What Can Strategy Learn From DevOps?
Can strategists learn from tech teams? We think so.
Global leaders in software development are combining development and operations teams, and using the DevOps approach to increase time to market, improve quality and break down silo-ed disciplines and cultures. Modern strategists can learn much from this approach, not least how to shorten timelines and get strategies adopted faster by the business.
Whether it’s changing the rate of software updates or completely overhauling your operations, today’s always-on 24/7 market demands speed. However, the faster you want something done, the more likely there are to be errors lurking in the code.
This leads to tension: development teams always want to create and deploy new ideas and tools for software as quickly as possible. By contrast, operations teams, want stability, and they assess and optimise the software which development teams create.
Combining these teams - using DevOps allows both teams to excel in their respective fields without sacrificing update frequency or speed.
Direct collaboration between these two teams plays a major role in reducing inefficiency. A key change along the way has been switching from manual to automated delivery. Performed by testing software, this saves valuable time on menial activities, leading to better use of unplanned time, boosting productivity as well as the output of quality software and improving time to market.
There’s an increased trust from both teams. As they work together, their roles as well as their responsibilities are shared. This leads to transparency between both teams making it easier to cooperate and saving time in the process.
The result of this is that everyone is valued - as a team but also as individuals.
Both teams can excel at what they do best with minimal miscommunication.
The decision to switch from manual deployment to automated deployment also benefits the quality of DevOps greatly as it leads to consistent and reliable delivery of software.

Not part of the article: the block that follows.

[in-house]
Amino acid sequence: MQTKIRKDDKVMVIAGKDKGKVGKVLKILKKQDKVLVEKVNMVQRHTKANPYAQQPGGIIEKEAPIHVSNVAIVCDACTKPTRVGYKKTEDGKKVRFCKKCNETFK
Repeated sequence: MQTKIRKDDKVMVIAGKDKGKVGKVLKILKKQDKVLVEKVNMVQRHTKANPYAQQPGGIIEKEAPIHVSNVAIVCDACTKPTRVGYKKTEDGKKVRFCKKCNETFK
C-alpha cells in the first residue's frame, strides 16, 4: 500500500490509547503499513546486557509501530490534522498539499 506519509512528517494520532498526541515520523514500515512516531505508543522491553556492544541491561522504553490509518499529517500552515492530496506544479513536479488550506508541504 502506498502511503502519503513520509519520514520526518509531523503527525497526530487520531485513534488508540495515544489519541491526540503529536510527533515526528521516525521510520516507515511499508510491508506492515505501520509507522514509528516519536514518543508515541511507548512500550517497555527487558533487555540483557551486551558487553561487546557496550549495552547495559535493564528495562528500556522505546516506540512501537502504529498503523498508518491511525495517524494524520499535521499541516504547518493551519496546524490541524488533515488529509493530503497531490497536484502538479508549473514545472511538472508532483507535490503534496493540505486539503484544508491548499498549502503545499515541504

Automated delivery provides the solution to those problems by putting in place a collaborative effort to create shorter software cycles that can be released at any time. This encourages communication and co-operation between the DevOps teams and can result in polished, consistent software for customers.
Automated delivery also provides more feedback from customers that can help the DevOps teams better improve the software. It’s a great tool that can really help smaller companies through the use of vast digital infrastructures.
So Now What?
There’s a rapidly growing use of DevOps and understanding of its importance, with Atlassian being a great example of a company that both uses and promotes the use of DevOps through their software.
There are strong parallels between the move to DevOps and the need for strategy to move in shorter cycles. Today’s market moves too fast for industrial-era planning timelines. Configuring, testing and deploying strategies as soon as possible will become an imperative as disruptive tech takes hold of industries.
Here’s how you can learn from the DevOps revolution in software, and apply it today:
Speed and Efficiency - Automated delivery and direct communication between Dev and Ops teams means time being spent productively and efficiently. How might your strategists work directly with operations teams to deploy, or simulate and feedback in shorter time scales? And what can you automate?
Mindset and Culture - Through a shared goal and combined work effort, DevOps allows for mutual respect between both teams, while still empowering each to be proficient in their respective areas. Can you build multi-functional teams, looking at the same problems and gain time to market?
Continuity - DevOps breaks with the mindset of large, infrequent complex deployments, and turns the process of developing and releasing software into business as usual. How can you make your strategy process feel more closely aligned to what’s going on rather than something divorced from the reality of the business?
Image: By Kharnagy - Own work, CC BY-SA 4.0, https://commons.wikimedia.org/w/index.php?curid=51215412
Copy written by: James Oliver Craigmillar
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